B1 to B4 are also assessed in the Year 3 individual research project.

B5 is assessed in the Year 3 research project module.

B6 is assessed in Year 1 & 2 practicals and Year 1 Skills module, and in the Year 3 research project.

C: Practical skills

C1 Able to carry out basic practical investigations, safely and effectively following a written schedule
C2 Able to use appropriate basic exercise and analytical equipment
C3 Able to explain the principles and limitations of a range of more advanced practical techniques
C4 Able to perform the key laboratory and field procedures required for careers in Sports Performance and Coaching.
C5 Able to use appropriate software packages to analyse quantitative data and to present results appropriately with necessary statistical treatment
C6 Able to develop, plan and deliver practical coaching sessions in an equitable, ethical and inclusive manner.
Learning Methods: Skills C1 to C4 are taught in supervised practicals in Years 1 and 2, and the summer course in Year 2.

The Year 1 Skills module teaches aspects of C1, C3 and C5. Other lectures in years 1 to 3 also contribute

Research project work in Year 3 also teaches and develops C1 to C5.

As part of C1 to C4, safety and ethical issues are addressed through practical documentation (Years 1 and 2) and developed by students preparing risk assessments and ethical permissions and consents in the Year 1 Skills module and 2 mini-projects and the Year 3 research projects.

C5 is addressed through IT and statistics training in Year 1 Skills module, and the use of more specialised software is taught or developed in practicals, the summer course and the Year 3 project.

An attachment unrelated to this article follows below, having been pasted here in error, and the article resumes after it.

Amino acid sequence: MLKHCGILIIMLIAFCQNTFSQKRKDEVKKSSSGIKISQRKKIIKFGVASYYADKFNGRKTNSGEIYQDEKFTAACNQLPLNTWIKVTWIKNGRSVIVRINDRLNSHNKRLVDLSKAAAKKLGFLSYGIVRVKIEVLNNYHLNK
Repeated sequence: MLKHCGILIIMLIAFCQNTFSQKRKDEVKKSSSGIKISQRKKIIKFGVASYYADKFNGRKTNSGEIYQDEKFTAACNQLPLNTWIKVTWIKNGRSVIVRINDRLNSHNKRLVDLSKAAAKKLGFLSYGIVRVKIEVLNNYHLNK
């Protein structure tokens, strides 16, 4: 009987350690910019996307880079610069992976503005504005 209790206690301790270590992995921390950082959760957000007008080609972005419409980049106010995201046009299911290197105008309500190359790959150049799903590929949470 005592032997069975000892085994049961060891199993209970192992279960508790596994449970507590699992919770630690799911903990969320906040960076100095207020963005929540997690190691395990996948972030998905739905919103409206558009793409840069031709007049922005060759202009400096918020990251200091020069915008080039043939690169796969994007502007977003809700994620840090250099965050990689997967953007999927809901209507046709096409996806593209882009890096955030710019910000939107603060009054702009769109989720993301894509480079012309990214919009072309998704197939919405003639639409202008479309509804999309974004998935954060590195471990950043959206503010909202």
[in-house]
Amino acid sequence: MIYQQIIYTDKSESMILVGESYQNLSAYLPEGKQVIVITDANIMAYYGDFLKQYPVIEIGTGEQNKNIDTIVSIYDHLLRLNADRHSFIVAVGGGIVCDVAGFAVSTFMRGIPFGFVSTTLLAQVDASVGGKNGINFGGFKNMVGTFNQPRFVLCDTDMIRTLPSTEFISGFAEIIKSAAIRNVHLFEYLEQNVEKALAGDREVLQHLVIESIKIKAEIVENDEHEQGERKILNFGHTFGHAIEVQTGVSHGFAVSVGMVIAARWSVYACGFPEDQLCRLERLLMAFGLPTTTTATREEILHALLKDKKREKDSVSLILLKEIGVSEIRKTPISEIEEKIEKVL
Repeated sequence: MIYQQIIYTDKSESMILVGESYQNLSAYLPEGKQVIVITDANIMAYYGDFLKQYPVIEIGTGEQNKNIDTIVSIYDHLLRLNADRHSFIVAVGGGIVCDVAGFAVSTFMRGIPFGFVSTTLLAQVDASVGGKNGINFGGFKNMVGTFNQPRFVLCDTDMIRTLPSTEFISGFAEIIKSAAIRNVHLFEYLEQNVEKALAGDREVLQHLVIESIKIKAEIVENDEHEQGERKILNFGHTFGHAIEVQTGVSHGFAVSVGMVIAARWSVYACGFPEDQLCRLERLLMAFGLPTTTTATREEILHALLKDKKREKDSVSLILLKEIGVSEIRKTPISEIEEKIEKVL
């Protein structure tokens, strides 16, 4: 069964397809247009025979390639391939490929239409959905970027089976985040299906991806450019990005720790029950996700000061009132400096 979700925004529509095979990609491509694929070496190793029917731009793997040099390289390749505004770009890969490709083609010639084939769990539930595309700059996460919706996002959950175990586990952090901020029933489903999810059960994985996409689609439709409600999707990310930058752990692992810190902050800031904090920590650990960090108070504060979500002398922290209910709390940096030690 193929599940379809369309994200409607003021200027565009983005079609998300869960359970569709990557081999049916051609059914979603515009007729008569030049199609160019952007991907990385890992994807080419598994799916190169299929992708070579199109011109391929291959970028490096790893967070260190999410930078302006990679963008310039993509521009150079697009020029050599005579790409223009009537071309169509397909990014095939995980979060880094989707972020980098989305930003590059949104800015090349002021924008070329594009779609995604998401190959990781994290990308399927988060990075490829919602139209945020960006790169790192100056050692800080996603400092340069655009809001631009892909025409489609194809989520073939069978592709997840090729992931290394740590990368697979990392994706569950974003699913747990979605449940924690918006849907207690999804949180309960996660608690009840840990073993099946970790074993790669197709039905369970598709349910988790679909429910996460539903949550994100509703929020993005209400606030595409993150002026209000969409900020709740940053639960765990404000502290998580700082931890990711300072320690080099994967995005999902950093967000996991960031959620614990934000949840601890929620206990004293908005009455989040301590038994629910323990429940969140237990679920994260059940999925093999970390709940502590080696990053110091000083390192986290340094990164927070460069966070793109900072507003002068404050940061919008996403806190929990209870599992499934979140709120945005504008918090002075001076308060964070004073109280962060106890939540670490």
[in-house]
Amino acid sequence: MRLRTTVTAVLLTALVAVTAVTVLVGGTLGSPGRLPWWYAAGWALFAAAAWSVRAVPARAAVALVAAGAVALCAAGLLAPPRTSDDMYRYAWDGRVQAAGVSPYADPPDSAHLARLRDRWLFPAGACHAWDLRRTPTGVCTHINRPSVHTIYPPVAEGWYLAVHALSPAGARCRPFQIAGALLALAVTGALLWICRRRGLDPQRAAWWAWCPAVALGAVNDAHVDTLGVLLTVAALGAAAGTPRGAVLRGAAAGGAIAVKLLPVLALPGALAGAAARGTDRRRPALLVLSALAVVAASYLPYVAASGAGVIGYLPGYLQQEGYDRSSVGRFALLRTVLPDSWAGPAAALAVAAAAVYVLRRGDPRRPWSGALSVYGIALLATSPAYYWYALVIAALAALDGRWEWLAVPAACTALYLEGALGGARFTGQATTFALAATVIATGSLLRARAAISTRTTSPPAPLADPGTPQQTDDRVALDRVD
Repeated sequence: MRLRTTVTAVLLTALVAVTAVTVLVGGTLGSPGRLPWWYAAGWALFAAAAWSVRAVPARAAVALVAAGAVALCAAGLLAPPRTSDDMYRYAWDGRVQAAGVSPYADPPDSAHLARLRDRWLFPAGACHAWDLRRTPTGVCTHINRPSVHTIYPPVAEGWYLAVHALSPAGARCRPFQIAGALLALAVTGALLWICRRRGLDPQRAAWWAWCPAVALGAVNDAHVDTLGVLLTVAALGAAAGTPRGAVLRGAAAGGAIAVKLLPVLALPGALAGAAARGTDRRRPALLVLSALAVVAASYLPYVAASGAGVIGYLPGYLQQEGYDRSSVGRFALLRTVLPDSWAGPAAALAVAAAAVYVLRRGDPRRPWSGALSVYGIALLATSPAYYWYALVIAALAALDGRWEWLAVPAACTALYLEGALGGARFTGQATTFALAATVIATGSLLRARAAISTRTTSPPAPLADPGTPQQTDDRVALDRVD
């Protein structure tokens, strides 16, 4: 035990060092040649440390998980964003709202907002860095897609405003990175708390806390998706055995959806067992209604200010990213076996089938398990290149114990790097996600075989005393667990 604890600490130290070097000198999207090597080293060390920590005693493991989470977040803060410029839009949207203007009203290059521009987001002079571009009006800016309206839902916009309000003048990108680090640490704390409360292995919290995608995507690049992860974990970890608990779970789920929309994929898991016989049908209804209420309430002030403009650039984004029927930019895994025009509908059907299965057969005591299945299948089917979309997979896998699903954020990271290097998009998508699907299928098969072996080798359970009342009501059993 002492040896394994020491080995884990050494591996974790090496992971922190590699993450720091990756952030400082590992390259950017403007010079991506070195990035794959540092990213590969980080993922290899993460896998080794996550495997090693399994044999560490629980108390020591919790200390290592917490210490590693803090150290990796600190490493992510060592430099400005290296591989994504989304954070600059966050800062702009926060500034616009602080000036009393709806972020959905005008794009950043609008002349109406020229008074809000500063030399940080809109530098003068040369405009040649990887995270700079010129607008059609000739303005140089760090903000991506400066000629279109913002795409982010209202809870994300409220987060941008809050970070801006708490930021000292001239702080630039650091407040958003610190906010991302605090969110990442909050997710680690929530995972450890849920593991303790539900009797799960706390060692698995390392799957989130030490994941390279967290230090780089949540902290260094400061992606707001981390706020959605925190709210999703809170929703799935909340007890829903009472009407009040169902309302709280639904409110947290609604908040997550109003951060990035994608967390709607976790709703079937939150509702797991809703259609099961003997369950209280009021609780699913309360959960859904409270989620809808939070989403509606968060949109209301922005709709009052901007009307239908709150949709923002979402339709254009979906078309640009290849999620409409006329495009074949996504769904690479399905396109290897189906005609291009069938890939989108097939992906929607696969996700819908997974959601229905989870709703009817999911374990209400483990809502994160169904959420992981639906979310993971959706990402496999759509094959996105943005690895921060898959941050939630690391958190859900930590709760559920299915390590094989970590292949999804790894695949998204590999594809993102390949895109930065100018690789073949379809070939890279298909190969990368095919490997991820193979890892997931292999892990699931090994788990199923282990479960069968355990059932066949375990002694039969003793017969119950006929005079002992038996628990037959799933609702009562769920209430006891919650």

C6 is introduced in Year 1 through module SE107 and further developed in Year 2 in module SE210 and culminates in the practical exam and case study in Year 3 in SE307.
Assessment Methods: C1, C4 and C5 are assessed through Year 1 and 2 practicals, the Year 1 summer course and the Year 3 research project.

C3 is assessed in many practicals in Years 1 and 2 and in theory exams in Years 1 and 3.

C2 and C4 are assessed in the Skills modules indirectly in the assessment of other practical and project work.

C6 is assessed via a coaching session plan in Year 1 (SE107), in Year 2 via a 6-month training, monitoring and assessment plan (SE210) and in Year 3 through the detailed case study and practical examination (in SE307).

D: Key skills

D1 Able to write clearly in: a) logically argued essays; b) longer reports, including basic scientific papers; c) a variety of other pieces of work for different target audiences; d) e-communications, in particular email. Plan, write and give clear, effective, well-timed oral presentations; and e) coaching delivery.
D2 (i) Use of current networked PC operating systems for normal file management; (ii) Use a current common word-processing, spreadsheet, web browsing and email packages; (iii) Able to locate and use on-line catalogues and databases
D3 (i) Use appropriate precision, scales, units, scientific notation, ratios, fractions, percentages, and exponentials; (ii) Use simple algebra and trigonometry; (iii) Use approximations for mental arithmetic estimation and verification.
D4 Explore, analyse and find effective solutions for problems involving moderately complex information.
D5 Work effectively as part of a team to collect data and/or to produce reports and presentations
D6 Study independently, set realistic targets, plan work and time to meet targets within deadlines. Reflect on assessed work, feedback, and progress; Plan, record and document personal development
Learning Methods: Essay writing and Scientific Paper Format (SPF) report writing skills (D1) are taught in the Year 1 Skills module and developed in all subsequent modules.

Additional guidance on Essay and SPF writing is given in Years 2 and 3 and in the Moodle Academic Skills resource.